Far Cry Primal is therefore focused on a few ranged weapons and the melee combat, however the latter received very little attention during development. Primal’s melee combat is really simplistic: bash, bash, bash; which feels incredibly clunky and awkward. It quickly gets repetitive and there is a lack of development along the progression curve. Faithful to the series, Far Cry Primal starts with a weak character, and the player only feels really powerful at the mid-point. So, to have any actual fun, its down again to crafting and experience. The ranged weapons are very limited, and only the double bow feels any powerful. Far Cry Primal also offers players a variety of different tools, which all somewhat mimic the diversity in Far Cry 4. The binoculars are now replaced with a flying owl, which is just a tedious way of scouting the enemies, and natural bombs have very little impact compared to something as fun as a brick of C4.


What else is there? Since the main character feels rather weak, Far Cry Primal introduces a beast-taming system, kind of similar in what we saw with the Shangri La in the predecessor. Except now, the player can tame virtually any type of animal, which can later be used to aid in attacking enemy camps. While I’m on the complain train, Far Cry Primal’s animals absolutely infuriate me. They’re all over the place because of the wild setting, and I can’t even remember the number of times I was going to my destination only to be attacked by a bear in the forest. And since I didn’t have guns, I had to bash it to death with my club, which of course got me killed first. Dense forests are filled with wild life, and only after tedious crafting, I was able to have powerful weapons. Wild life cam be useful, but when I ran into 3 bears that day, it’s more of an inconvenience.

Oh, and I almost forgot to mention the story, and that is because I really couldn’t care less for it. Far Cry Primal features the same premise – your character becomes totally invested in helping free the region through various means, and at least in this title, the reason to defend one’s own people represents a goal that’s more clear. The developers have created a brand new language to fit Far Cry Primal’s setting and each of its 3 tribes gets a slight difference in dialect. I personally found this to be really cool, but with that said, neither the characters nor any of the main missions happened to engage me. Far Cry Primal’s characters are of course crazy, although the third time hasn’t worked out to be a charm for the series. The characters are just poorly written and lack any real sense of personality, and their crazy traits just annoy more than anything. Villains are not likeable either and their reasons to hate you are poorly explained. From what we gather at the start, everyone hates your tribe for living in the region, and that’s the entire plot.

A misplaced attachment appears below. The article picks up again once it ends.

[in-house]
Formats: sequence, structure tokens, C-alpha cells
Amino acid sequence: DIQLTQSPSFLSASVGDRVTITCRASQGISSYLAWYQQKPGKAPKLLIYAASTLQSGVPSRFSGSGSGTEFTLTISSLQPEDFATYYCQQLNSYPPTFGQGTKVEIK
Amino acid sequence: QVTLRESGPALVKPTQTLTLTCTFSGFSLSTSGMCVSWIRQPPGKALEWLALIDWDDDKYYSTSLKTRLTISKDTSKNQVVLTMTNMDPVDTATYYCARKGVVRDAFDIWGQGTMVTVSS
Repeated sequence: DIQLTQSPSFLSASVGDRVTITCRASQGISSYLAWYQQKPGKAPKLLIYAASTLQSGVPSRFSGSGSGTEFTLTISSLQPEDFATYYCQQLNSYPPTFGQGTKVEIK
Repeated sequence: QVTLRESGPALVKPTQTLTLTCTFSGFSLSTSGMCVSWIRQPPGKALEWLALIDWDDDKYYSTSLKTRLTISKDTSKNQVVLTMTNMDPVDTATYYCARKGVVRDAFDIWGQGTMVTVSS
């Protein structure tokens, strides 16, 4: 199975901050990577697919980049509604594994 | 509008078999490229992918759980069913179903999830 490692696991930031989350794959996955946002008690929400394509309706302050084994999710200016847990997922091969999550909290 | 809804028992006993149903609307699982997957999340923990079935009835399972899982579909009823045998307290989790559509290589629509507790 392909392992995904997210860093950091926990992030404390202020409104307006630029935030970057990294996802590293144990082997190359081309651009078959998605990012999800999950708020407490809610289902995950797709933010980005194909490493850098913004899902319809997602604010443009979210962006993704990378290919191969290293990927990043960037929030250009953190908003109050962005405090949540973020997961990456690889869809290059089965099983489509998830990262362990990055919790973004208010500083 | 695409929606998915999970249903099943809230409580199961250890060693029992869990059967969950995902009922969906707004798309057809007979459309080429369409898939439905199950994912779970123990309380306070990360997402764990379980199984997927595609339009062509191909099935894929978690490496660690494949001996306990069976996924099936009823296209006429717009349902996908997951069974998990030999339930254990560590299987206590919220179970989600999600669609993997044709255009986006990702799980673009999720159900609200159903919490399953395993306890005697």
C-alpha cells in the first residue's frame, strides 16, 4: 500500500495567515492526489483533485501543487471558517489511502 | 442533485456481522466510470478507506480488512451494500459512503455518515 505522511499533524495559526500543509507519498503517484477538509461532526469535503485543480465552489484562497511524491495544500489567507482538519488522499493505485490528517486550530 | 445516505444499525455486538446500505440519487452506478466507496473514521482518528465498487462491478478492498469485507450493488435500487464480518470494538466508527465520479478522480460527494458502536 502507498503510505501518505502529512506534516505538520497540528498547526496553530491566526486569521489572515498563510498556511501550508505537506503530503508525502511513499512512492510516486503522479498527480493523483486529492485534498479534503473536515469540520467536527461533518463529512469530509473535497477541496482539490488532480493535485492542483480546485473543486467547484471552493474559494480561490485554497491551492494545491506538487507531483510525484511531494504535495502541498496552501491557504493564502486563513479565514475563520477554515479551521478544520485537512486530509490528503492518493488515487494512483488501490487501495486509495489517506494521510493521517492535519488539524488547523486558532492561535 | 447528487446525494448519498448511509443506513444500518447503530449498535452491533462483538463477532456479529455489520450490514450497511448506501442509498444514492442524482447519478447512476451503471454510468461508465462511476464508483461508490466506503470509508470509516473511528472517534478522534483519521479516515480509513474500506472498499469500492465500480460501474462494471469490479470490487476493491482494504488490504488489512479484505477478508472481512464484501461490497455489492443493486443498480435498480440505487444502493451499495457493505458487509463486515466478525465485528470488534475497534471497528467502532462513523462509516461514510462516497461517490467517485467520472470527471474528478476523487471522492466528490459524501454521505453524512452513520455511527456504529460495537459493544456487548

Frankly, I couldn’t care a bit about my tribe and story missions fell in line with simple objectives like kill, destroy or hunt. The most outstanding pieces remain the drug scenes, and these were some of my favourite parts of the whole game. To Primal’s credit, it diversifies these missions significantly, making them more interesting than those in Far Cry 4. Despite these moments, the rest of the story is stagnant with favours and endless crafting requirements. I’ve probably spent more time looking for materials so I could get the next mission from the character than actually completing missions, although Far Cry Primal is quick to reward with materials from the stash. Still, I couldn’t care less for upgrading my village other than crafting new weapons and tools.

Far Cry Primal takes time getting used to, and I will even admit that the game grew on me as I became more powerful. Far Cry Primal takes longer to complete, largely due to many crafting restrictions, but once all my weapons were level 3, I could easily deal with large enemy numbers. And the Heavy Takedown skill is just as helpful to learn as before. The map really opens up, and most of it is accessible at the very start, though you need to get powerful to beat many outlying camps. Far Cry Primal still reflects the comfort zone of the series, and although it switches things up with an ancient setting, it is very familiar. However, I’d like to point out that with this title, Far Cry feels completely stagnant and Primal feels boring for at least first 5 hours. Developing your character and improving tools diversifies your options of approach, but you still can’t snipe everyone in a camp, I miss having a sniper rifle. Now that Far Cry Primal has lowered in price, it is worth picking up for the fans, but it feels a lot like an expansion that’s really stretched rather than a full sequel.


The Verdict:

Far Cry Primal is yet another addition to the series, and hasn’t surprised me at any point during my 30+ hours playing it. Ubisoft attempted to innovate by setting the game in a pre-historic setting, but a lot of it only serves to the detriment of the game. Character progression is a lot slower and revolves around constant crafting, which makes Primal even more dull at the start than its predecessors. Although the game eventually gets better, Ubisoft’s usual open-world design is still there, and with Primal, the developers step even further away from a good plot or any plot at all. If you really enjoy the formula of Far Cry games, then this is just another one but with a different setting, and unfortunately, its even more aggressively boring.